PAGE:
Sunday, November 28

COVID-19: WHO maintains a global emergency in the face of the pandemic



The Emergency Committee of the World Health Organization (WHO) for COVID-19 has concluded in its last meeting that the pandemic is still “far from its end”, which is why it has chosen to maintain the international emergency against the coronavirus , declared on January 30, 2020.

As reported by the WHO today, the ninth meeting of the expert committee, which is convened every three months to analyze the future of the health crisis, unanimously agreed that the coronavirus continues to have the potential to be transmitted internationally and still requires a global responsel.

The persistence of the international alert implies the need for all States to continue implementing responses to COVID-19, which include measures of physical distance, vaccination, rapid diagnosis and treatments, the committee said in a statement.

He also reiterated the appeal made in recent months by the Director-General of WHO, Tedros Adhanom Ghebreyesus, so that 40% of the population of all countries is vaccinated before the end of 2021, a rate that many developing economies are still far from reaching.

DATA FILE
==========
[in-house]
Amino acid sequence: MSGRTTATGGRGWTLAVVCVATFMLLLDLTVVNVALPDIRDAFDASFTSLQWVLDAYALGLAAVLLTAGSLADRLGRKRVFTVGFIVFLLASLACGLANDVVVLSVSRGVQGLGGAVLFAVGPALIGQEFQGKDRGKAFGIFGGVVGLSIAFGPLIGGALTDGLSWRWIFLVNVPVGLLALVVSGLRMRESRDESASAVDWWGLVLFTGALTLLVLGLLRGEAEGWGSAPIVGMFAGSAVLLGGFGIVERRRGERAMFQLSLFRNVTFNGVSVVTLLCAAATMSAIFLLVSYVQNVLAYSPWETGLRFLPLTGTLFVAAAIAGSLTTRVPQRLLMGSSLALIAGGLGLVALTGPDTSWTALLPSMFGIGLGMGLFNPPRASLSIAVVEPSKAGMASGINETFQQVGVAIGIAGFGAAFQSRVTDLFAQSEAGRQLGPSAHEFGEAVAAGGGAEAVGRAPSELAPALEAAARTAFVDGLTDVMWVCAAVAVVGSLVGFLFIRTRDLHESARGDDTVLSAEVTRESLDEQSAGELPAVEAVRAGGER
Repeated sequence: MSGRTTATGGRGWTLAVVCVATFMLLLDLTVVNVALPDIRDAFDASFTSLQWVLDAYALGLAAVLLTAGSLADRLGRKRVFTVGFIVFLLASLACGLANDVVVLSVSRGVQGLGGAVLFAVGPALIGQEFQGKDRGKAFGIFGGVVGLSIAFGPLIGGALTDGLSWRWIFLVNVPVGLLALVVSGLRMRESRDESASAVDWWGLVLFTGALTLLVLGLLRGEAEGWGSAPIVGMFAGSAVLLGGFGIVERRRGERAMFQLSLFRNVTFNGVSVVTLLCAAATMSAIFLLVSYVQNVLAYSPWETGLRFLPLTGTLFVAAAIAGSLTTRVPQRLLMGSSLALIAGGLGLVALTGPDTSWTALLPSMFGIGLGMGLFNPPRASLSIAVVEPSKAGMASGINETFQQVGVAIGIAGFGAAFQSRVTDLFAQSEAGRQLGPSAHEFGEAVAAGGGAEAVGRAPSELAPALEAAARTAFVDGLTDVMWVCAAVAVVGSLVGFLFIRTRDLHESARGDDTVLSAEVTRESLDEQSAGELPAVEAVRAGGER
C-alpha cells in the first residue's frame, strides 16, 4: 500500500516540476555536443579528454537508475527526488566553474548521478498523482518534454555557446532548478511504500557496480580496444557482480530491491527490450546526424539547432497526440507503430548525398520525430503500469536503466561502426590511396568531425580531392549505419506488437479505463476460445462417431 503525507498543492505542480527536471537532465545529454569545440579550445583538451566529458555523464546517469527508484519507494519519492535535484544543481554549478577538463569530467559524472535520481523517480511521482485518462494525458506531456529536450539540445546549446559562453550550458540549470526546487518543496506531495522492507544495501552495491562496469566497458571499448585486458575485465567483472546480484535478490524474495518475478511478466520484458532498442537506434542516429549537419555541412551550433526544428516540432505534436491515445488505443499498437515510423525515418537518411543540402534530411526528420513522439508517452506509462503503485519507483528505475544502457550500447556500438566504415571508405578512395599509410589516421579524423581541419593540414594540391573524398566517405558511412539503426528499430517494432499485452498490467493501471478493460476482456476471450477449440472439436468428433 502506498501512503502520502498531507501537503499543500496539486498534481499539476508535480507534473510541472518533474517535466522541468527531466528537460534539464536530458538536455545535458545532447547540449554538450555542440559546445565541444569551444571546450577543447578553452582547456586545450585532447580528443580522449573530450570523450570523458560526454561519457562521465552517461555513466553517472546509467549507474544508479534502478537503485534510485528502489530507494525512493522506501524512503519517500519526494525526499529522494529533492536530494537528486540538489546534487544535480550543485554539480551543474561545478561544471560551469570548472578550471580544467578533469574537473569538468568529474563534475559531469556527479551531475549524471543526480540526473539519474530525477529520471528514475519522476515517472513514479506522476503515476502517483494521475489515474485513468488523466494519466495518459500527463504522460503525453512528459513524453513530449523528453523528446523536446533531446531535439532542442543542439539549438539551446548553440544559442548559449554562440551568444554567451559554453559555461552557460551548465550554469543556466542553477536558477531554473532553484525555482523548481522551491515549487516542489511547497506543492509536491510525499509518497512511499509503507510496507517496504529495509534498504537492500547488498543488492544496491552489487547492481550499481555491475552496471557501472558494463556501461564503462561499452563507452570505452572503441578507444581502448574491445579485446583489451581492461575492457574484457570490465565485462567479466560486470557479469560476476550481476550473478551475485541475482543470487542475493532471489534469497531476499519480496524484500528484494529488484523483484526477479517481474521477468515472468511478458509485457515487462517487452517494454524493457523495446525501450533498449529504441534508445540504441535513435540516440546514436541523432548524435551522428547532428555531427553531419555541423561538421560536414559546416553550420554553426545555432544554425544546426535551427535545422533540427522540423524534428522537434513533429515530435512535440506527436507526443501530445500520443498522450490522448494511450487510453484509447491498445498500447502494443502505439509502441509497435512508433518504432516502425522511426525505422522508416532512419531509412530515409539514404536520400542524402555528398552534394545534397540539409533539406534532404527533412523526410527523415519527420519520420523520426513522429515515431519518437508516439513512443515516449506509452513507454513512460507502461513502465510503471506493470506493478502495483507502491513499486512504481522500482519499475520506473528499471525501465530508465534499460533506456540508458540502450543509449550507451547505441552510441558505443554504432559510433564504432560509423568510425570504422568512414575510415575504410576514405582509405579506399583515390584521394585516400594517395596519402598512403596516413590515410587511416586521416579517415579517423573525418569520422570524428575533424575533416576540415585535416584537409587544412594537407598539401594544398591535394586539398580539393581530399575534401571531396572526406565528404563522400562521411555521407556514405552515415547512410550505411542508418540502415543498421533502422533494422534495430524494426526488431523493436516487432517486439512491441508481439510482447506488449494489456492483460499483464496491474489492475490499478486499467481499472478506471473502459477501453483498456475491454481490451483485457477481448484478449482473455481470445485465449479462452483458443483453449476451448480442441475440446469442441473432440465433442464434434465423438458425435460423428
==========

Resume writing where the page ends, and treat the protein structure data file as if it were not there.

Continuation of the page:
In this sense, the committee, made up of 19 experts and chaired by Frenchman Didier Houssin, expressed concern about the difficulties in responding to the pandemic facing Africa, despite being officially the region with the fewest cases on the planet (six million, out of a global total of 243 million).

The committee reiterated its call for countries to analyze the possible risks of transmission in large mass events and on international travel., although it recommended that proof of vaccination is not the only possible way for a traveler to travel to another country.

The pandemic has caused almost five million deaths in twenty-two months, and although in the last two months there has been a general decrease in cases and deaths worldwide, everything indicates that this week there will be an increase in both indicators, mainly due to the rebound of contagions in Europe.

MS

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